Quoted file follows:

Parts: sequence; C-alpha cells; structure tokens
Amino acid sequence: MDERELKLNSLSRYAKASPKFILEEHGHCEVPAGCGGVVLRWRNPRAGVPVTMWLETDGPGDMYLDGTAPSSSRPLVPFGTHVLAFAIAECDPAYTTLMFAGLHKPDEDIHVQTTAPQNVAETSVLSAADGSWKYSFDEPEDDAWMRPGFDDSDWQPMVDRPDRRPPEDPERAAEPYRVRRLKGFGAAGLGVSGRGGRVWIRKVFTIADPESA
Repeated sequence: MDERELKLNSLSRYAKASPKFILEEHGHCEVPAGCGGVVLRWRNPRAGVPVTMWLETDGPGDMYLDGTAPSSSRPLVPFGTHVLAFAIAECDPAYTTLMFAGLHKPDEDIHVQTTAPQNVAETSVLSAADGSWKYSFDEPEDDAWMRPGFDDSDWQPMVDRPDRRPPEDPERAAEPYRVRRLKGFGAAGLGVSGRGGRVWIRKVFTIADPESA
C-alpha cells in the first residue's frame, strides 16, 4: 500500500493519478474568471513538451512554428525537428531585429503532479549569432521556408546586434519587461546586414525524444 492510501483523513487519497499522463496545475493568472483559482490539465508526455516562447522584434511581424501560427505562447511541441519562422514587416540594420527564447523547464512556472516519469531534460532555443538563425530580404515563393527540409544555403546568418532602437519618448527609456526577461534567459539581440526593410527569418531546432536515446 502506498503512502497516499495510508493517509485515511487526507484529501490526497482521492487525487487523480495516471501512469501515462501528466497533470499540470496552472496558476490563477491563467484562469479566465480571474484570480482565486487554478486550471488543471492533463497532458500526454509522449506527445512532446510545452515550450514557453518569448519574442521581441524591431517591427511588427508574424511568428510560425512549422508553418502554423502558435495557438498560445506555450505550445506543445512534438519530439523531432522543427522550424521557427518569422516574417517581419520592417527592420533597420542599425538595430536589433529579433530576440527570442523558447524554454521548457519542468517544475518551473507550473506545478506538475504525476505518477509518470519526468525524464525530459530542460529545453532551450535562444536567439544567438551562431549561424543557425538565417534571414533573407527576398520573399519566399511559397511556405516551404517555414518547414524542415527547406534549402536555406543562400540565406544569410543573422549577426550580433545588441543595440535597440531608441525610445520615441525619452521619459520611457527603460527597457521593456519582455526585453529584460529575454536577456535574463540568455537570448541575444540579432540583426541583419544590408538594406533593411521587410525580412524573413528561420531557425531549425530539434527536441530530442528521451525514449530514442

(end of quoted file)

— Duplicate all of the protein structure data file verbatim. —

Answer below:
Parts: sequence; C-alpha cells; structure tokens
Amino acid sequence: MDERELKLNSLSRYAKASPKFILEEHGHCEVPAGCGGVVLRWRNPRAGVPVTMWLETDGPGDMYLDGTAPSSSRPLVPFGTHVLAFAIAECDPAYTTLMFAGLHKPDEDIHVQTTAPQNVAETSVLSAADGSWKYSFDEPEDDAWMRPGFDDSDWQPMVDRPDRRPPEDPERAAEPYRVRRLKGFGAAGLGVSGRGGRVWIRKVFTIADPESA
Repeated sequence: MDERELKLNSLSRYAKASPKFILEEHGHCEVPAGCGGVVLRWRNPRAGVPVTMWLETDGPGDMYLDGTAPSSSRPLVPFGTHVLAFAIAECDPAYTTLMFAGLHKPDEDIHVQTTAPQNVAETSVLSAADGSWKYSFDEPEDDAWMRPGFDDSDWQPMVDRPDRRPPEDPERAAEPYRVRRLKGFGAAGLGVSGRGGRVWIRKVFTIADPESA
C-alpha cells in the first residue's frame, strides 16, 4: 500500500493519478474568471513538451512554428525537428531585429503532479549569432521556408546586434519587461546586414525524444 492510501483523513487519497499522463496545475493568472483559482490539465508526455516562447522584434511581424501560427505562447511541441519562422514587416540594420527564447523547464512556472516519469531534460532555443538563425530580404515563393527540409544555403546568418532602437519618448527609456526577461534567459539581440526593410527569418531546432536515446 502506498503512502497516499495510508493517509485515511487526507484529501490526497482521492487525487487523480495516471501512469501515462501528466497533470499540470496552472496558476490563477491563467484562469479566465480571474484570480482565486487554478486550471488543471492533463497532458500526454509522449506527445512532446510545452515550450514557453518569448519574442521581441524591431517591427511588427508574424511568428510560425512549422508553418502554423502558435495557438498560445506555450505550445506543445512534438519530439523531432522543427522550424521557427518569422516574417517581419520592417527592420533597420542599425538595430536589433529579433530576440527570442523558447524554454521548457519542468517544475518551473507550473506545478506538475504525476505518477509518470519526468525524464525530459530542460529545453532551450535562444536567439544567438551562431549561424543557425538565417534571414533573407527576398520573399519566399511559397511556405516551404517555414518547414524542415527547406534549402536555406543562400540565406544569410543573422549577426550580433545588441543595440535597440531608441525610445520615441525619452521619459520611457527603460527597457521593456519582455526585453529584460529575454536577456535574463540568455537570448541575444540579432540583426541583419544590408538594406533593411521587410525580412524573413528561420531557425531549425530539434527536441530530442528521451525514449530514442